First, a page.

Currently viewing the category: "Cutworms and Owlet Caterpillars"
What's That Bug? does not endorse extermination

Subject:  Beautiful caterpillar
Geographic location of the bug:  Just 10 miles west of Portland, OR
Date: 07/08/2019
Time: 01:33 AM EDT
Your letter to the bugman:  I found this beautiful little guy munching on the leaf of my blueberry bush. Today is July 8th, the berries are just beginning to turn ripe.
How you want your letter signed:  Jan in Portland OR

Paddle Caterpillar

Dear Jan,
We have a nearly identical image in our archives, also from Oregon, of a Paddle Caterpillar,
Acronicta funeralis

What's That Bug? does not endorse extermination

Subject: Unknown caterpillar
Geographic location of the bug:  Roaring springs, TX
Date: 06/12/2019
Time: 02:09 PM EDT
Your letter to the bugman:  I found this Caterpillar on a herping trip and have been having trouble identifying it. It was found in early morning around 8:45am on the 1st of June. Not sure what plant it was on though. Thanks!
How you want your letter signed:  Lisa

Hooded Owlet Caterpillar

Dear Lisa,
This is one of the Hooded Owlet Moth Caterpillars in the genus
Cucullia.  We believe we have correctly identified it as Cucullia laetifica, thanks to BugGuide images and data on the range which includes Texas.

What's That Bug? does not endorse extermination

Subject:  Mr. Caterpillar, WHO are YOU?
Geographic location of the bug:  San Diego, CA
Date: 04/04/2019
Time: 11:41 PM EDT
Your letter to the bugman:  My 6-year-old wants to be an entomologist when he grows up. As he puts it, “I care for the earth and small creatures!” He found this caterpillar at the park today. He eagerly consulted his beloved Southern California Butterfly/Moth Pamphlet, but this caterpillar was not pictured. I promised him I’d ask you for help!
How you want your letter signed:  SoCal Insect Hobbyists

Cutworm

Dear SoCal Insect Hobbyists,
This is a Cutworm, the common name for many caterpillars in the subfamily Noctuinae.  Cutworms are reviled by many home gardeners because of the manner in which the caterpillars feed.  Cutworms will cut a sprouting plant at ground level in order to feed, effectively killing newly sprouted plants and seriously jeopardizing the survival of larger plants that might be able to sprout back from the roots.  Most Cutworms develop into drab, brown moths.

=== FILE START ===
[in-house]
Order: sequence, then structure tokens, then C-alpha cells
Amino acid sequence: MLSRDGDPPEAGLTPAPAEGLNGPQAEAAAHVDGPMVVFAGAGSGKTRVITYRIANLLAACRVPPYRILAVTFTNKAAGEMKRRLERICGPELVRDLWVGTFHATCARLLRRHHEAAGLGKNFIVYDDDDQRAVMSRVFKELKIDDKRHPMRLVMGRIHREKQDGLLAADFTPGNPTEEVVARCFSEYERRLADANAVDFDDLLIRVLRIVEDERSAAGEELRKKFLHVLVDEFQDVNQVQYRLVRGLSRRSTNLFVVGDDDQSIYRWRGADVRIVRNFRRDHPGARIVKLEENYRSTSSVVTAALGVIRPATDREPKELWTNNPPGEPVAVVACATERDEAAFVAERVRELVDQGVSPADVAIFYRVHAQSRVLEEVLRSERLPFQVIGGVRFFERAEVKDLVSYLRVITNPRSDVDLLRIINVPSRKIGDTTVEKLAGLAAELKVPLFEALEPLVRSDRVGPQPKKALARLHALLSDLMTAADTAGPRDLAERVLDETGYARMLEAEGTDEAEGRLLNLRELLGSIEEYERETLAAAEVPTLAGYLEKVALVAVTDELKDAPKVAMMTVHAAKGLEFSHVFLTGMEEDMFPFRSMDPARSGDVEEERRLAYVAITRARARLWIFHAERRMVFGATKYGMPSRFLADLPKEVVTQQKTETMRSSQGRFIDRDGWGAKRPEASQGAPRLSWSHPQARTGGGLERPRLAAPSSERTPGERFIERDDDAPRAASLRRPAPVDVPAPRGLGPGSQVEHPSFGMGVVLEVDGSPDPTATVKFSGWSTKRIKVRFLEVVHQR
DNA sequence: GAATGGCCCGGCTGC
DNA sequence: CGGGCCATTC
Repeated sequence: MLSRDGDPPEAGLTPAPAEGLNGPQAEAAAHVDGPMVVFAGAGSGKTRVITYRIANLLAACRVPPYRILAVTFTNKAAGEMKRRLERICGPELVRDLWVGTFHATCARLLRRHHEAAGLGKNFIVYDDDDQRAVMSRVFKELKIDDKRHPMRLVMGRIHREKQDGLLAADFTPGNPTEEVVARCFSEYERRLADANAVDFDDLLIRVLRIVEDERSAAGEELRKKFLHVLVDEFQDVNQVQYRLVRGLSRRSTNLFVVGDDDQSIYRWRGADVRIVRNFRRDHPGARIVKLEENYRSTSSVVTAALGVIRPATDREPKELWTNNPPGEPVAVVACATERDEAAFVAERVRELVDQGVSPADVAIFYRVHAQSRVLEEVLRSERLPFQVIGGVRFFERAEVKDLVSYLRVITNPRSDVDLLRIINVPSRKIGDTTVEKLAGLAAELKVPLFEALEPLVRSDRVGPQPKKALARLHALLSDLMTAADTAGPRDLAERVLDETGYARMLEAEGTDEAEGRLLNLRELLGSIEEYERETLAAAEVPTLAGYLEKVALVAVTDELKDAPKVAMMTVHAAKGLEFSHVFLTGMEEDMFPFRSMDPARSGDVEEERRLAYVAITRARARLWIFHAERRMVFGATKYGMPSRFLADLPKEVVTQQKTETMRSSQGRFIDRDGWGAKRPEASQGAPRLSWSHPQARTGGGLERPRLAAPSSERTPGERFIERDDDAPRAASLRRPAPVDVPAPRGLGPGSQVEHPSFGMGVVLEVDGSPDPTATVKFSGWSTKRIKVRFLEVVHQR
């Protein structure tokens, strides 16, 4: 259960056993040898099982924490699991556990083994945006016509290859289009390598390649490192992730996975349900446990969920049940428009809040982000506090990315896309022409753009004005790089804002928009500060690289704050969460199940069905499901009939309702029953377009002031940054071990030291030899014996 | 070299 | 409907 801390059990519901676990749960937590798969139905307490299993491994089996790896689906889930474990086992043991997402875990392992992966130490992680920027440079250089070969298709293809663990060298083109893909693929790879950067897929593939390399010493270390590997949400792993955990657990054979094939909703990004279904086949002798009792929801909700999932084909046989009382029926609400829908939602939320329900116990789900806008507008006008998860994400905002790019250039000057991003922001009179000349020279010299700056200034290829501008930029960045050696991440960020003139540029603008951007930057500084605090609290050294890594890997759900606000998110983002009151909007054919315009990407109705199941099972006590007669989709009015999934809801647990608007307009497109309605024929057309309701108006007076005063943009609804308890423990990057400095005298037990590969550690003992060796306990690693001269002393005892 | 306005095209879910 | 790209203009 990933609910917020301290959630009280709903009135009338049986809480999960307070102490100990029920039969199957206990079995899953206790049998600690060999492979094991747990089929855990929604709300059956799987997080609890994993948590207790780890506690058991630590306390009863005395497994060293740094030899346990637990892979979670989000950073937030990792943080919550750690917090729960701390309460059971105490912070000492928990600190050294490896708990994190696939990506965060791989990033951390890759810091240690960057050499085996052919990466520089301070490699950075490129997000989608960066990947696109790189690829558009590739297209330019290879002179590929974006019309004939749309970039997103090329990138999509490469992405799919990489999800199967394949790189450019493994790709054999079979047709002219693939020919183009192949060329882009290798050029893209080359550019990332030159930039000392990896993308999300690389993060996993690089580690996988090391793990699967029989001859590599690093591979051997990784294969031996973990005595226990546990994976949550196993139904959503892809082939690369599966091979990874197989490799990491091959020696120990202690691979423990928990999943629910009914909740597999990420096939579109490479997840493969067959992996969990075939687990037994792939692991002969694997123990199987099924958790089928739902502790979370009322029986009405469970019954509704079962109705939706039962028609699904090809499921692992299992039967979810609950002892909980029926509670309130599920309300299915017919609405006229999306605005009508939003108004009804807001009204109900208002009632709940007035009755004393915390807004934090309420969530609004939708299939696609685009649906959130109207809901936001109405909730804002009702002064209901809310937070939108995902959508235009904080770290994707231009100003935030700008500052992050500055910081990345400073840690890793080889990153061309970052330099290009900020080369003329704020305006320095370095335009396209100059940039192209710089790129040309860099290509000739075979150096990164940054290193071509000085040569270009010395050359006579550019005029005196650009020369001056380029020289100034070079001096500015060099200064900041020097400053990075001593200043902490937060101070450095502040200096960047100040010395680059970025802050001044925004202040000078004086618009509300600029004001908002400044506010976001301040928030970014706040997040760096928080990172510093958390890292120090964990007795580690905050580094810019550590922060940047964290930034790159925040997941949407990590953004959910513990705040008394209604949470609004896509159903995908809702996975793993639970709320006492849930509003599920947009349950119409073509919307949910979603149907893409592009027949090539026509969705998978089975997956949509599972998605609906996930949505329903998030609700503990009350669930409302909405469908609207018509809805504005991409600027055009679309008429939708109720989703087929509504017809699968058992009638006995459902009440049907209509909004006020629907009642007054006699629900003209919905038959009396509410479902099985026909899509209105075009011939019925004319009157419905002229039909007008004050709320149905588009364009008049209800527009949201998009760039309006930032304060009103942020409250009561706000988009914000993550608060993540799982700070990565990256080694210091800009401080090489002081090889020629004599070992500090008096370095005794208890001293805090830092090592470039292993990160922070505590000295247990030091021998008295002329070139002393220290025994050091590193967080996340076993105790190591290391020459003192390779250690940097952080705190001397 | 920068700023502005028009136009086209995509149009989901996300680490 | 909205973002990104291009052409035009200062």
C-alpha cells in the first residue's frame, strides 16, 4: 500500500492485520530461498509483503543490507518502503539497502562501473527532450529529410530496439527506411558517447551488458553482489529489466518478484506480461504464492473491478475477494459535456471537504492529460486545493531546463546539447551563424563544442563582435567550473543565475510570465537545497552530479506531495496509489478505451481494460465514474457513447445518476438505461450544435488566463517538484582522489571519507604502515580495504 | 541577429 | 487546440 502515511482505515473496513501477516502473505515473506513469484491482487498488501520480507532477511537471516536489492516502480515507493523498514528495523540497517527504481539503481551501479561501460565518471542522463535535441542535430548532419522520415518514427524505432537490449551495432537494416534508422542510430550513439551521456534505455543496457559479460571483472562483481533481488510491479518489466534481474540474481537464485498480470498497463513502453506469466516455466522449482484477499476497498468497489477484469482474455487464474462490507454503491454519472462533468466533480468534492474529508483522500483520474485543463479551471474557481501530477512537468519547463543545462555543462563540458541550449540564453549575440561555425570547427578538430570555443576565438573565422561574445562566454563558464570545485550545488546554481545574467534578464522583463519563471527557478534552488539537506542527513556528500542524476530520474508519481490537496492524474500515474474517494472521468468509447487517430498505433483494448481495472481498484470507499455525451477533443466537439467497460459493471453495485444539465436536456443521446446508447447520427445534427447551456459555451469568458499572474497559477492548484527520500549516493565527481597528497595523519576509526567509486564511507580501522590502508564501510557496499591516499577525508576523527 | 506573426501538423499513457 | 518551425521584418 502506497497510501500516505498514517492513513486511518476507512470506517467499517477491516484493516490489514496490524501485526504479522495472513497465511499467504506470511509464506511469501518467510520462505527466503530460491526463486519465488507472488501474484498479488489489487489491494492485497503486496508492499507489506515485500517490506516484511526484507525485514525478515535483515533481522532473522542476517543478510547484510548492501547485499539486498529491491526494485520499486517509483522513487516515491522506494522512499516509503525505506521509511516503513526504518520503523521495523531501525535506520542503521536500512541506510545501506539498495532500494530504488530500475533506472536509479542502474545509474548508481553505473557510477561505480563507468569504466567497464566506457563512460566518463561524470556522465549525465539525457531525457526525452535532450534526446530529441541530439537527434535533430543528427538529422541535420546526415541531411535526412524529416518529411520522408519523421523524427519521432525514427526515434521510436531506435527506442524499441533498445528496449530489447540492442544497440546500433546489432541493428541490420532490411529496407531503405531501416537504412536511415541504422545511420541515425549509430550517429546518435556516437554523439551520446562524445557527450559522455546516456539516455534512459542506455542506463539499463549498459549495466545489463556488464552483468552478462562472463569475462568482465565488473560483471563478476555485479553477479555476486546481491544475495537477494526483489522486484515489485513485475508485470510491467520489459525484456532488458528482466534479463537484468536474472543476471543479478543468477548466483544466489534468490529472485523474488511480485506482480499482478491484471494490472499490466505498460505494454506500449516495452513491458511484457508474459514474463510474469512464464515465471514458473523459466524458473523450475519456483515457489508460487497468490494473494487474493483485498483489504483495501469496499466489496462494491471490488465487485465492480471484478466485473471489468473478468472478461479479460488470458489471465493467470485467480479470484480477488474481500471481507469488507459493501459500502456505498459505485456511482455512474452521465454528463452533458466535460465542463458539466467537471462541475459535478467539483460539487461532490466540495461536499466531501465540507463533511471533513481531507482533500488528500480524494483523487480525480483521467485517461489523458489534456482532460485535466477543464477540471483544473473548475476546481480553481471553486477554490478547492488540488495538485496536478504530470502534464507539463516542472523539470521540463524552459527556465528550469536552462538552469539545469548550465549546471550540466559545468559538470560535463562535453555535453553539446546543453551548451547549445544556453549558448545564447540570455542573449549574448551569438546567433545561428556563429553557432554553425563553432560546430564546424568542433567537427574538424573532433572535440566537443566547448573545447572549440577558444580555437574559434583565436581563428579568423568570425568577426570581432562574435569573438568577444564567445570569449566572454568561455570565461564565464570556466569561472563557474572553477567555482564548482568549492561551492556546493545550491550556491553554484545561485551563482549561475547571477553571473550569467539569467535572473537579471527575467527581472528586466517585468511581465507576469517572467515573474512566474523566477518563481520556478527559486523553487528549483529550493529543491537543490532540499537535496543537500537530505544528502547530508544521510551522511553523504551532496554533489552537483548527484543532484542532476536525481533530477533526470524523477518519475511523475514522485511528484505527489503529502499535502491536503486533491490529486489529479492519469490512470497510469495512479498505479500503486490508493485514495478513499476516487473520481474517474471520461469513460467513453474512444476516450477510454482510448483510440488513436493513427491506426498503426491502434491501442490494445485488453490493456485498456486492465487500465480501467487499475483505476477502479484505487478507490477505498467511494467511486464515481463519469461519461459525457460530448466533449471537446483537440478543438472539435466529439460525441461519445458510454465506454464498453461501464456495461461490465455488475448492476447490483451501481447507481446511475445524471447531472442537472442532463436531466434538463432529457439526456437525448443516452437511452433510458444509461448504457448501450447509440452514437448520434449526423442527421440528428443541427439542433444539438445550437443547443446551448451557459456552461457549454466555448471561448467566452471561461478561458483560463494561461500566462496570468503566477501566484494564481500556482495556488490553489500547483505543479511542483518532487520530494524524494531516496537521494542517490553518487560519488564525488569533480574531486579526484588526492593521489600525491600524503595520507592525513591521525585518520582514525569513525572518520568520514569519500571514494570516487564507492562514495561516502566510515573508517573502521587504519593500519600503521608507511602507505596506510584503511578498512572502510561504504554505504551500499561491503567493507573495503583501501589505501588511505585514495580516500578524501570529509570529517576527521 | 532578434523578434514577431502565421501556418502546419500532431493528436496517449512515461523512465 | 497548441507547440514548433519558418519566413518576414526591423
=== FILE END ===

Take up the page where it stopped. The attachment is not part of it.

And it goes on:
What's That Bug? does not endorse extermination

Subject:  Caterpillar identification
Geographic location of the bug:  Northern Illinois at Wisconsin border
Date: 02/07/2019
Time: 11:47 AM EDT
Your letter to the bugman:  I found this caterpillar stuck to the ice on 2-6-19, in the middle of winter during a period of very wintery weather.  It was in the yard, no where near any trees or bushes.  The temps have been generally near freezing, but we did have a warming a few days ago (temps in the high 40s) which was just after a sever cold (-27 neg numbers 3 days in a row).  This caterpillar had its back feet frozen into the ice but its body was soft and it is still alive after being warmed in the house.
How you want your letter signed:  Steve

Winter Cutworm

Dear Steve,
This is a Cutworm in the family Noctuidae, and based on the time of year and the conditions under which it was found, we are confident it is a Winter Cutworm,
Noctua pronuba, the caterpillar of the invasive Large Yellow Underwing.  According to BugGuide:  “Introduced from Europe to Nova Scotia in 1979, this species has since spread north to the Arctic Ocean, west to the Pacific, and south to the Gulf of Mexico.”

What's That Bug? does not endorse extermination

Subject:  Caterpillar ID?
Geographic location of the bug:  Occoquan National Wildlife Refuge, Occoquan, Virginia
Date: 09/08/2018
Time: 05:50 PM EDT
Your letter to the bugman:  Hi Daniel,
I observed (and guarded) this Caterpillar crossing the road, and I can’t seem to find a reference with anything even close. Perhaps you can help? Thanks in Advance.
How you want your letter signed:  Seth

Yellow Necked Caterpillar

Dear Seth,
Based on this BugGuide image, we are confident this is a Yellow Necked Caterpillar,
Datana ministra.  According to BugGuide:  “Early instars feed gregariously and skeletonize leaves.  The larvae feed on Malus, Quercus, Betula and Salix species. Young larvae skeletonise the leaves of their host plant. Later, they feed on all of the leaf except the leaf stalk. They feed in groups.”

What's That Bug? does not endorse extermination

Subject:  Caterpillars
Geographic location of the bug:  New Jersey
Date: 08/26/2018
Time: 12:36 PM EDT
Your letter to the bugman:  I would like to identify this bug
How you want your letter signed:  Kenneth ueland

American Dagger Moth Caterpillar

Dear Kenneth,
This is an American Dagger Moth Caterpillar,
Acronicta americana, and according to BugGuide:  “Larvae feed on leaves of alder, ash, birch, elm, hickory, maple, oak, poplar, walnut, willow and other deciduous trees.”

 

What's That Bug? does not endorse extermination